Saturday, November 18, 2006
There's No Escaping the Truth
Daisy discovered her voice about two days after she moved in. I was sound asleep at one morning, when I was violently jolted into wakefulness by the shattering sound of a freight train bearing down on my head, with its warning whistle screaming. I sat up in a panic, expecting the last thing I would ever see to be the headlight of the train as it obliterated me and left only miniscule DNA behind on the tracks. Instead, what I found was Daisy, with her head thrown back in a full-fledged wail. She stood scratching frantically at the front of her small kennel, which I positioned on my bed right next to my head each night, just in case she needed comforting or a quick scritch under the chin. She continued to scream. Scream is actually an understatement. It is more like...well…have you ever climbed up on a stepstool, placed your ear firmly against your smoke detector and pressed the ‘test’ button? Well, neither have I. But I can guarantee you it doesn’t take testing out the theory to know that is Daisy’s voice.
I knew enough about training dogs to know I had to wait for her to stop her shrill vocalizations before I could let her out of her kennel. Otherwise, I knew, if I opened the door while she was still shattering my eardrums with her screaming, she would connect wailing with a good reward and she would think she should scream whenever she wanted anything! So there I sat on my bed, with Pup, who had also been happily sleeping when all hell broke loose, hysterically running in circles around the kennel, barking and trying to understand what was happening. I shushed Pup, to no avail, and I talked to Daisy, trying to cajole her into calming down so I could open the kennel door. And believe me, what I wanted more than anything…more than Christmas, and a million bucks, and world peace all wrapped up in one, was for Daisy to SHUT UP so I could open the door of the kennel to let her out.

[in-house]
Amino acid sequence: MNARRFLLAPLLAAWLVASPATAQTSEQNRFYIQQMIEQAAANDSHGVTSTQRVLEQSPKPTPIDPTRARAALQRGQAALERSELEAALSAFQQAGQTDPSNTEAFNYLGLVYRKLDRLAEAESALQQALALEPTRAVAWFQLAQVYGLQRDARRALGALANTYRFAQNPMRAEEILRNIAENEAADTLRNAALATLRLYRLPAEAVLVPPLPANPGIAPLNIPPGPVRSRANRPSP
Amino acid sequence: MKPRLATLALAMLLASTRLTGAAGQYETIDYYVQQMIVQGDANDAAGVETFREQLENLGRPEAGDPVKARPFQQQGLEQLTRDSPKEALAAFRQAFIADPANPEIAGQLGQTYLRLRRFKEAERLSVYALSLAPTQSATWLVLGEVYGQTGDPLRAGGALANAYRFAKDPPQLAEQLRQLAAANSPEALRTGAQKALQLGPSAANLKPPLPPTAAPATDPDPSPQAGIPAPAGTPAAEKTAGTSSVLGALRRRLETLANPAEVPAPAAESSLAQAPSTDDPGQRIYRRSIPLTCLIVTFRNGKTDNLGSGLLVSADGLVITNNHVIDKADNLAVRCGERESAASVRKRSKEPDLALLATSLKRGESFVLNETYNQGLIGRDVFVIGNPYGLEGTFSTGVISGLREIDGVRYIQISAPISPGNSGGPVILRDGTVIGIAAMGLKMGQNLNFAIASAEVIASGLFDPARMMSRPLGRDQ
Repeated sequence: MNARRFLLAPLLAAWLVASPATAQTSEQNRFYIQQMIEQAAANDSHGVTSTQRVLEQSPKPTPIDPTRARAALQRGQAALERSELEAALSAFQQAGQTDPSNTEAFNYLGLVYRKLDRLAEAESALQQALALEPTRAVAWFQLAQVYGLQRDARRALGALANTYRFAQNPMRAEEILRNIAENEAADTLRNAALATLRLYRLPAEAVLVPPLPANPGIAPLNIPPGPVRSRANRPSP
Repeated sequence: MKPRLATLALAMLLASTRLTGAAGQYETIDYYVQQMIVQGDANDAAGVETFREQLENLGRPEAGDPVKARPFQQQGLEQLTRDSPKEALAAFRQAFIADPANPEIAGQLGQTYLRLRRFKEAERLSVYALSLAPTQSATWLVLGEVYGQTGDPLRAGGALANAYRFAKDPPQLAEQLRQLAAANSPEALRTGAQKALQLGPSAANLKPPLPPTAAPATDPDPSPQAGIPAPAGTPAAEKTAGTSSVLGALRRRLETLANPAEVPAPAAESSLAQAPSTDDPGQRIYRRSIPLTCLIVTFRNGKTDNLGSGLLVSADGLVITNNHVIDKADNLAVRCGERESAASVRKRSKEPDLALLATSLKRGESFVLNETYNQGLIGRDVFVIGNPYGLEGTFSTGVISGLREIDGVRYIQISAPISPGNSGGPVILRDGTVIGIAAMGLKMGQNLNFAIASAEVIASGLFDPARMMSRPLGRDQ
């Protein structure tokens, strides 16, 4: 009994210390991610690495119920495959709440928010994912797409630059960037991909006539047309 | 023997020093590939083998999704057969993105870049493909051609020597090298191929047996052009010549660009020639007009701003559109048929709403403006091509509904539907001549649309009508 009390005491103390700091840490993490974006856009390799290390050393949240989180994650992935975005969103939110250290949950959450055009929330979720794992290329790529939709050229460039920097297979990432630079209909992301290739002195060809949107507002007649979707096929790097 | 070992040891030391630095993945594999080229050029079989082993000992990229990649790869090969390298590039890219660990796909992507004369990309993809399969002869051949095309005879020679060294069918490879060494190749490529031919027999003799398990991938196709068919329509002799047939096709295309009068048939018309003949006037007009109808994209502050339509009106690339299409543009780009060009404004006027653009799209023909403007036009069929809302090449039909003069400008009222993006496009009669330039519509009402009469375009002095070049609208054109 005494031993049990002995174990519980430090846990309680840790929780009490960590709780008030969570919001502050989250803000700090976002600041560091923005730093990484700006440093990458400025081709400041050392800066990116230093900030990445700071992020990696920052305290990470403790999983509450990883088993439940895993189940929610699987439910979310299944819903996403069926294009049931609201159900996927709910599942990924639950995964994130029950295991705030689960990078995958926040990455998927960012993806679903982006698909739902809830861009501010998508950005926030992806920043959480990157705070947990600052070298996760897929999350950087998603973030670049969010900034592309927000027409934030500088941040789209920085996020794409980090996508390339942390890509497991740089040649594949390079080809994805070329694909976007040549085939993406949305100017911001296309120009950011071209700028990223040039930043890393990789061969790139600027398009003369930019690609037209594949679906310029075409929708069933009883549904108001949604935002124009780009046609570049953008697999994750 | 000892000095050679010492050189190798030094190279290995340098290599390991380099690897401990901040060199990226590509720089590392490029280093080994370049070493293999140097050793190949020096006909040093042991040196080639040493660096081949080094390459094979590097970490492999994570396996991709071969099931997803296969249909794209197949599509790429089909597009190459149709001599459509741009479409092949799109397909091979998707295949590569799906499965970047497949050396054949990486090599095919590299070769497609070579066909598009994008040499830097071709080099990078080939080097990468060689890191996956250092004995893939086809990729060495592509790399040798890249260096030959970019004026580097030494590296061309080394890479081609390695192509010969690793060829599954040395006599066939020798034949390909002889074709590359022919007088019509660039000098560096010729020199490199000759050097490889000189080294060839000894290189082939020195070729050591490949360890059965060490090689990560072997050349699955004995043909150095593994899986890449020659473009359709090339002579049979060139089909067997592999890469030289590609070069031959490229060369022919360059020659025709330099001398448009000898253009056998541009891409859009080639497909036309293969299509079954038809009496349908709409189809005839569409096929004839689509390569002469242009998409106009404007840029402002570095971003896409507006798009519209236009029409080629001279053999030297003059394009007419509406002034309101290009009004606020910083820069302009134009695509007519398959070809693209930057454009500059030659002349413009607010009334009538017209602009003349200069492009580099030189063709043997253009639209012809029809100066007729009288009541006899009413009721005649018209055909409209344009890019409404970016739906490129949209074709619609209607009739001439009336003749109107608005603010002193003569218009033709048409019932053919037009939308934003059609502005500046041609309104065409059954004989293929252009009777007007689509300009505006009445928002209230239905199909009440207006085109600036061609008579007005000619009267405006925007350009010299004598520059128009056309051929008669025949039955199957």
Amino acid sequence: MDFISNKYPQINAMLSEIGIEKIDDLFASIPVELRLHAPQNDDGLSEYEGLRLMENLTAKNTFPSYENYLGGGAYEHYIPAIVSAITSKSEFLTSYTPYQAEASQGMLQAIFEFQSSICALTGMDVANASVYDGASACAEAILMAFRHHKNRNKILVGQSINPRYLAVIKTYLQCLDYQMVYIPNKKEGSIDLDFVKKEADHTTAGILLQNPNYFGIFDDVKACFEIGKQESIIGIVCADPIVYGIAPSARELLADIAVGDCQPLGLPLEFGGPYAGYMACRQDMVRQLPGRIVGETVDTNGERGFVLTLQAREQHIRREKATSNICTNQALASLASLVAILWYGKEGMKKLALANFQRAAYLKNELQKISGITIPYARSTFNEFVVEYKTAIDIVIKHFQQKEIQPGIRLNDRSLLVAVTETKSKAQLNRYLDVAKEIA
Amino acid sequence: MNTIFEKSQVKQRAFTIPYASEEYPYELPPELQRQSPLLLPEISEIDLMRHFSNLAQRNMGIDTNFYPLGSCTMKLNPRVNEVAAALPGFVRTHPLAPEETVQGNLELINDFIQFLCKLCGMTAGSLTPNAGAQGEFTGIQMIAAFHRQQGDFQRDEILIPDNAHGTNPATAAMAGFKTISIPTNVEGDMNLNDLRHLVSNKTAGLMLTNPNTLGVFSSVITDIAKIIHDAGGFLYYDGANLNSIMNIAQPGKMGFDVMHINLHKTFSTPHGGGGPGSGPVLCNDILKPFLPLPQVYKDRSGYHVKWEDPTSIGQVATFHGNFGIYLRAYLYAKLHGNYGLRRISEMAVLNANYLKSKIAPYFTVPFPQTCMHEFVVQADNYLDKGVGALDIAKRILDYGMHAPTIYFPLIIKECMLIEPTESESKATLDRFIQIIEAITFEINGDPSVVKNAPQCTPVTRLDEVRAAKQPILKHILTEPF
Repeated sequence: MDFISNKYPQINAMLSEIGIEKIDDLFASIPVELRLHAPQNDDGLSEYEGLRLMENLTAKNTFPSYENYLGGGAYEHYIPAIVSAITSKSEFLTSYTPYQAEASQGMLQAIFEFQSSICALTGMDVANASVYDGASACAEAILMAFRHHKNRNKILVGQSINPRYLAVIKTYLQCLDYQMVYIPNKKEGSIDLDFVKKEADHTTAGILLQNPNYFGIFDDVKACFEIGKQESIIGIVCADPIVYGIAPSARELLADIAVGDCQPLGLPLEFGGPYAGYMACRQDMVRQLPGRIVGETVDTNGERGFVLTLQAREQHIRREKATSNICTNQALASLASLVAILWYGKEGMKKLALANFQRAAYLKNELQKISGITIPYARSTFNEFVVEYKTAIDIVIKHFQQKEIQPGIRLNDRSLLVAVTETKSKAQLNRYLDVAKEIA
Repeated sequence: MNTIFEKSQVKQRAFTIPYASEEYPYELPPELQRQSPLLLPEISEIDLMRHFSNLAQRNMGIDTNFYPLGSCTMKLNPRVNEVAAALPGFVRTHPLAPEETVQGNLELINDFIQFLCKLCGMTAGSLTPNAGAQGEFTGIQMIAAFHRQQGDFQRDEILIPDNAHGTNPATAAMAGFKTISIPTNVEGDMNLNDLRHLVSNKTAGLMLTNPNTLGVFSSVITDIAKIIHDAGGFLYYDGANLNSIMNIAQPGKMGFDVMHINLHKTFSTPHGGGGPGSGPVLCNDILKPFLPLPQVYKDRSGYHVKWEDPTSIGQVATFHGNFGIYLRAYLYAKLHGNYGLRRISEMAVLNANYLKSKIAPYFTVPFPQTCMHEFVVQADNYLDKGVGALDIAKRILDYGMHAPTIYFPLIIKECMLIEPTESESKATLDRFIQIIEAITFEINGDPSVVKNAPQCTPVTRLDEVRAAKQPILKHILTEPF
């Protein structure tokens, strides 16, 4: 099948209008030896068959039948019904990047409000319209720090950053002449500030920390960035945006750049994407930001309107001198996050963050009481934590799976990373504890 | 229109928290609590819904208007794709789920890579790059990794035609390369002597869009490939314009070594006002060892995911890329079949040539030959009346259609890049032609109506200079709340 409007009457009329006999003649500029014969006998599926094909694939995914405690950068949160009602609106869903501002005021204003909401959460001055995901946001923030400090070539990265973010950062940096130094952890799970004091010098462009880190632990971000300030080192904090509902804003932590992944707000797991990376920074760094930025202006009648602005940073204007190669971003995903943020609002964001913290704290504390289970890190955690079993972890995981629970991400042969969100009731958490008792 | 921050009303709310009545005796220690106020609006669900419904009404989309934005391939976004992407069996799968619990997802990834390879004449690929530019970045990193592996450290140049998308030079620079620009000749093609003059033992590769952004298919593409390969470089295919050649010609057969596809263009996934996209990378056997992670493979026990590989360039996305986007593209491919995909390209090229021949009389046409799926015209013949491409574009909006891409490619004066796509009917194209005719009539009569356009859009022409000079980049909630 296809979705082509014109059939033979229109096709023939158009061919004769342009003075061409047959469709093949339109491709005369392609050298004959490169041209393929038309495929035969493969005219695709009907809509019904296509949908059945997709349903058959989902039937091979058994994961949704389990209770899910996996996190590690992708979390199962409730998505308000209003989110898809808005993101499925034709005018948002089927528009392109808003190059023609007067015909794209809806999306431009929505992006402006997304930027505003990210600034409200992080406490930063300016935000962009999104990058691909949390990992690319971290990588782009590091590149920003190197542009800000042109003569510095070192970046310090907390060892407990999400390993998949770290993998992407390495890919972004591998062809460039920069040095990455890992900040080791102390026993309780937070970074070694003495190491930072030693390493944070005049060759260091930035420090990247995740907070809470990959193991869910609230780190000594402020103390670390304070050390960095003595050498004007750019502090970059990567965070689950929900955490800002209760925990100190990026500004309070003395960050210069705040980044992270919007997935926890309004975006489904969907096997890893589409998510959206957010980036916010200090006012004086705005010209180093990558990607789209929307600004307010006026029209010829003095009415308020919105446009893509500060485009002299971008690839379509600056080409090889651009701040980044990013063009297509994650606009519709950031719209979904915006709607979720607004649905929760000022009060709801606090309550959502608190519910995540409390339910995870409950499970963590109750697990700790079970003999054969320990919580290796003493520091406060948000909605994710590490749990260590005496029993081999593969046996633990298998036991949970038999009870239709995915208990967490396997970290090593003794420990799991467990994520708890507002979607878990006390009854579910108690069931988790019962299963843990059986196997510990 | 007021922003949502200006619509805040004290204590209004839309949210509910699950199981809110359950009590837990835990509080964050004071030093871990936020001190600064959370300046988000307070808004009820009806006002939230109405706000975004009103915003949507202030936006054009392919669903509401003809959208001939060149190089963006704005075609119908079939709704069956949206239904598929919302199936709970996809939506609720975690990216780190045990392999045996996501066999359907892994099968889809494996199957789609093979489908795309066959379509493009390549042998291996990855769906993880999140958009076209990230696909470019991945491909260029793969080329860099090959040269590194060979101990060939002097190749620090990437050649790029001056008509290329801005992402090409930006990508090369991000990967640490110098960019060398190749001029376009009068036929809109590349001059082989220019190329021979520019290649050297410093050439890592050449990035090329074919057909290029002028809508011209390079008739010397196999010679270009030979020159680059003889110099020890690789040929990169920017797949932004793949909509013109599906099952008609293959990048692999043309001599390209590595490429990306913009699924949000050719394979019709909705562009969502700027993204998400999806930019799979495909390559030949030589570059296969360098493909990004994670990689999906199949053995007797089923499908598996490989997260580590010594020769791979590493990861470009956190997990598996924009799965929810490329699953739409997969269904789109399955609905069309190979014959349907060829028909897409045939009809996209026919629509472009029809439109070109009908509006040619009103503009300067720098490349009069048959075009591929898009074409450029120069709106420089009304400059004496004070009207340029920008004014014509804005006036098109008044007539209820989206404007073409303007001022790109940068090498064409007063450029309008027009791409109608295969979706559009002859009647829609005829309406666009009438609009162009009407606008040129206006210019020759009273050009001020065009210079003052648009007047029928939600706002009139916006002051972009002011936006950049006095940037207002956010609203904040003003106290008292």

I think you are probably ahead of me on what happened next. Yes, I let Daisy out of the kennel while she was still screeching. I just couldn’t take it for one more second. I thought I might suffer permanent hearing loss and since I am getting on in years, I didn’t want to risk my good hearing before old age just naturally robbed me of my faculties. So sue me, I caved. I let her out, and the silence was almost painful. My ears throbbed and I felt a bit loopy, like I was in a dream. Daisy squirmed all around, her fat little butt going one way while the rest of her body went the other. She did her best to jump on me, kiss me, and cuddle with me. Is she trying to make up to me? I wondered for just the most fleeting of moments, and then my head cleared and I knew as sure as I know the sun will rise, she wasn’t trying to make up to me. She was trying to give herself pleasure. And at that moment I realized that the whole world was meant to revolve around Daisy. Those of us who fall along the wayside are simply here to entertain her. My life was irreversibly changed. I was the prisoner of a Boston terrier.